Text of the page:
The Stern firm and others find some improvement in the crafts. Although real-estate owners have recently stripped the carved masonry from old Manhattan buildings to ''honor'' new safety codes, the mason's art has been revived by building the stone structures of postmodernism. (New York masons work stone ''as well as they did at the turn of the century,'' Stern associate Roger Seifert reports. Brooklyn and Pittsburgh factories turn out classical columns for the new aesthetic.

To execute the detail of their postmodernist or classical houses, the Stern firm has been able to employ boat builders in Martha's Vineyard, cabinetmakers in New York, enduring Yankees and Serbo-Croatians. Another firm, Venturi, Rauch, and Scott Brown, even found carpenters to build a new gingerbread house in Connecticut.

And yet. . . .

Just after the first of this year, Henry La Farge, grandson of the great stained-glass maker John La Farge, stood before an audience at the 75-year-old Rambusch Glassworks on West 13th Street in New York to display slides of the legacy of this most lustrous of all the building arts. There was the transom glass toned to look like marble for the Vanderbilt mansion, the tinted hollyhocks for palatial quarters in Baltimore, three windows for railroad man James J. Hill, a peacock for the Renwick mansion, and so on.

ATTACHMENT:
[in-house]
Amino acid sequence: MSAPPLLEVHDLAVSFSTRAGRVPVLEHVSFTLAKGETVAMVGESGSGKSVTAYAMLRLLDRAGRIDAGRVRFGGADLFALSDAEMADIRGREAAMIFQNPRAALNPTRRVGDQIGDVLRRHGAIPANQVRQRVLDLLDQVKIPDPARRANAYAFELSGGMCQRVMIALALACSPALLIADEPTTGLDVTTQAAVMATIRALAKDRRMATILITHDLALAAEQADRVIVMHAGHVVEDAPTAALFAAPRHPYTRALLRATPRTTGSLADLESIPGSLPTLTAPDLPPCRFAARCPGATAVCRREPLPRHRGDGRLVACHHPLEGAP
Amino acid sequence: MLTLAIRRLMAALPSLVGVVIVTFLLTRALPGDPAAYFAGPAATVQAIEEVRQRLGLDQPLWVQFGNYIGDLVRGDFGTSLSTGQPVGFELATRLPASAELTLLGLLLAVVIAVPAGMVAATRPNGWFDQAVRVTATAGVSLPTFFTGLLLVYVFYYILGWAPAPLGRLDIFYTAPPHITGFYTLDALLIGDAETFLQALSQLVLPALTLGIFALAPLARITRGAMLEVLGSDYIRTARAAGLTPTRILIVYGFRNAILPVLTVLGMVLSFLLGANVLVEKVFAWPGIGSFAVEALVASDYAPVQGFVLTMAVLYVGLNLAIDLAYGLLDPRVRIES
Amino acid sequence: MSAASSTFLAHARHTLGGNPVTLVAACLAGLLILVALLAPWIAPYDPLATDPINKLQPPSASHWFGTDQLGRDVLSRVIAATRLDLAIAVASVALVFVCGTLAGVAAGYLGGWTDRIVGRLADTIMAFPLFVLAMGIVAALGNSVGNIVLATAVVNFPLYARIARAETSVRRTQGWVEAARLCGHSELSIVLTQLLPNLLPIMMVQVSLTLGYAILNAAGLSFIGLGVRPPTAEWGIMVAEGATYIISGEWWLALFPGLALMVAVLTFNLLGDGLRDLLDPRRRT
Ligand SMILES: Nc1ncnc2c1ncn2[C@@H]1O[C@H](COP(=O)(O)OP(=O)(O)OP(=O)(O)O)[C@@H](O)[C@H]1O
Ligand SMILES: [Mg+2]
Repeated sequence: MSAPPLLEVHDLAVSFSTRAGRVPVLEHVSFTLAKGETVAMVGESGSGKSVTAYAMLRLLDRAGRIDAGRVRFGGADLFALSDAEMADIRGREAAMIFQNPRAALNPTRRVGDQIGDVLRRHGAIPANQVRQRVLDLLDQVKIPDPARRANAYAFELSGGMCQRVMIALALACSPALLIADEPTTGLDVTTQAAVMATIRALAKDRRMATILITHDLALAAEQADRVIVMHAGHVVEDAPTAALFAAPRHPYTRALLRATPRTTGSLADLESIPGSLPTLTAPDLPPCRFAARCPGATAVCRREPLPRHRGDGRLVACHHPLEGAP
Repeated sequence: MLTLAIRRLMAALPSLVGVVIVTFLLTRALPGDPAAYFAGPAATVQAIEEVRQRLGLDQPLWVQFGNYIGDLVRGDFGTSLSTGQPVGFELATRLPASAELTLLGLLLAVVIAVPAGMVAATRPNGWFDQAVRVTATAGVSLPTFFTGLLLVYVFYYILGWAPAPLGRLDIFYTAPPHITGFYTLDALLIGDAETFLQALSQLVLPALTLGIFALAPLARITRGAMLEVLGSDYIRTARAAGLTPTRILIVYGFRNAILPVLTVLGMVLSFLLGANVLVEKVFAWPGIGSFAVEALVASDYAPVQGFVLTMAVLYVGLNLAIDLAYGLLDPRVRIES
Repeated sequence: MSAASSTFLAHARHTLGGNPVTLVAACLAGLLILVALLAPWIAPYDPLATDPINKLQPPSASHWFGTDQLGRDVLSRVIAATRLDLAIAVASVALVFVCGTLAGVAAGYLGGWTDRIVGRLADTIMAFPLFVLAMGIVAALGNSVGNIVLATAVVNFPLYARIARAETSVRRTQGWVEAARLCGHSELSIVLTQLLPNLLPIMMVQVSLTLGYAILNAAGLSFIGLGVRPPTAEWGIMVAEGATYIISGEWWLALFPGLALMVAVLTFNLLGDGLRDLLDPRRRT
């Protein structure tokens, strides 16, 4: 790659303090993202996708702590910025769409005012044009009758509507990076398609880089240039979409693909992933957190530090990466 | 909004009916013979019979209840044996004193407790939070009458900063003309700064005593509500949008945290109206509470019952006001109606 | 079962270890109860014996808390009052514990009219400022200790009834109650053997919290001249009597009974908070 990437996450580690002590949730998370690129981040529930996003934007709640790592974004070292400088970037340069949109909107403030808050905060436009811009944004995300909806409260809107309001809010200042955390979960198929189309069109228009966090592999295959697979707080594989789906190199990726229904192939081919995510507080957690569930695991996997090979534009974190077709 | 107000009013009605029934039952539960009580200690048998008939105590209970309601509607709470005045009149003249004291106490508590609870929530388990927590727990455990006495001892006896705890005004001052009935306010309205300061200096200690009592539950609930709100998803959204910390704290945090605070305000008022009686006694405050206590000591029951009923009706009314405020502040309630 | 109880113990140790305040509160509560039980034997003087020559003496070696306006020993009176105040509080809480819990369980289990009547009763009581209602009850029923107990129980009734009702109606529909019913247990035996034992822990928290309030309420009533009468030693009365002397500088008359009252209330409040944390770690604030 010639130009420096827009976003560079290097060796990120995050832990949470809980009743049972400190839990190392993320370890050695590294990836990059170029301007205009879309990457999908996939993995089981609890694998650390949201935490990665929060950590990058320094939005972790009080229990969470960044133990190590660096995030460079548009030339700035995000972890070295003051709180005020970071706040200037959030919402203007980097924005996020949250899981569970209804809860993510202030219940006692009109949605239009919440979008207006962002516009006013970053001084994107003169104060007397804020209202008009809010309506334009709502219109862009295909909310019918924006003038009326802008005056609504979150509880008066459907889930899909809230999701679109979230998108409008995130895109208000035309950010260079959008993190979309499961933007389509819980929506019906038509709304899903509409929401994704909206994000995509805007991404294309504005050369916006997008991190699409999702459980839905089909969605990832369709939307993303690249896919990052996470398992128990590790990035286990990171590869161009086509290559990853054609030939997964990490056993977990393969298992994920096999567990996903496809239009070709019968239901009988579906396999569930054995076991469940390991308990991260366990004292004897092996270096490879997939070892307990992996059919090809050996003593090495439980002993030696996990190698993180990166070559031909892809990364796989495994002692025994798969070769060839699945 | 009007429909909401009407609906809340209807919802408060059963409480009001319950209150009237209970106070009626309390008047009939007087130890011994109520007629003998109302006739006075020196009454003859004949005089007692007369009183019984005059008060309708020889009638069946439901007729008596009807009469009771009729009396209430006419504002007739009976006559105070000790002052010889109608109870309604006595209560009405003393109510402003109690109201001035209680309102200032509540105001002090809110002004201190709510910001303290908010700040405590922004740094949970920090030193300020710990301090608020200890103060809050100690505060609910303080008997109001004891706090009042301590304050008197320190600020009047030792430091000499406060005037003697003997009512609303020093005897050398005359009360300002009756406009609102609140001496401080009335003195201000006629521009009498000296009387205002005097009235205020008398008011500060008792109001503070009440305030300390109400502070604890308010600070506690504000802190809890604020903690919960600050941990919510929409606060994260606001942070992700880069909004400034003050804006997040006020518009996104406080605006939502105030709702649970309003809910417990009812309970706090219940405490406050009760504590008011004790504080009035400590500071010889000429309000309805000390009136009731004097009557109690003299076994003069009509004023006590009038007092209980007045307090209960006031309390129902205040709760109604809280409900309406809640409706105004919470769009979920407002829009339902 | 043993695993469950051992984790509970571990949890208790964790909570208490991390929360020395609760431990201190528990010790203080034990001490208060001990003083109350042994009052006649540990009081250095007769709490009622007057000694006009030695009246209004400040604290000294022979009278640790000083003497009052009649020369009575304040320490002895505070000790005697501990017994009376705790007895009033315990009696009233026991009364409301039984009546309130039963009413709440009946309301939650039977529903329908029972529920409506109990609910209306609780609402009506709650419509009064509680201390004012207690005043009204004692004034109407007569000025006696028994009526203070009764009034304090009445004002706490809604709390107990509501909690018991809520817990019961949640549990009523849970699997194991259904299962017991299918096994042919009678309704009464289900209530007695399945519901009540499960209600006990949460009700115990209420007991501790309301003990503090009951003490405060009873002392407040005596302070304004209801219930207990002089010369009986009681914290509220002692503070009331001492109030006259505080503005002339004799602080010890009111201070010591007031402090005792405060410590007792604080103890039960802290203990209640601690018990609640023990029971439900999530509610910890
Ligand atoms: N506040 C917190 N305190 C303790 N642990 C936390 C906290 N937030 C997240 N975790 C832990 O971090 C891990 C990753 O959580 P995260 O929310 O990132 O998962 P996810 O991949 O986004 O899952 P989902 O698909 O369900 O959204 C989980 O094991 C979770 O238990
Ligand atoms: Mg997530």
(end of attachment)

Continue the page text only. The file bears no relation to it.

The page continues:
For all their magnificence, these works could not deny their source in the oppressive nascent capitalism of the 19th century: A memorial was made for a bridge builder who ''died of grief'' when the bridge he built collapsed. A stained-glass portrait presented Oakes Ames, who was censored by Congress for the scandalous construction of the Union Pacific, as the seated figure of Wisdom.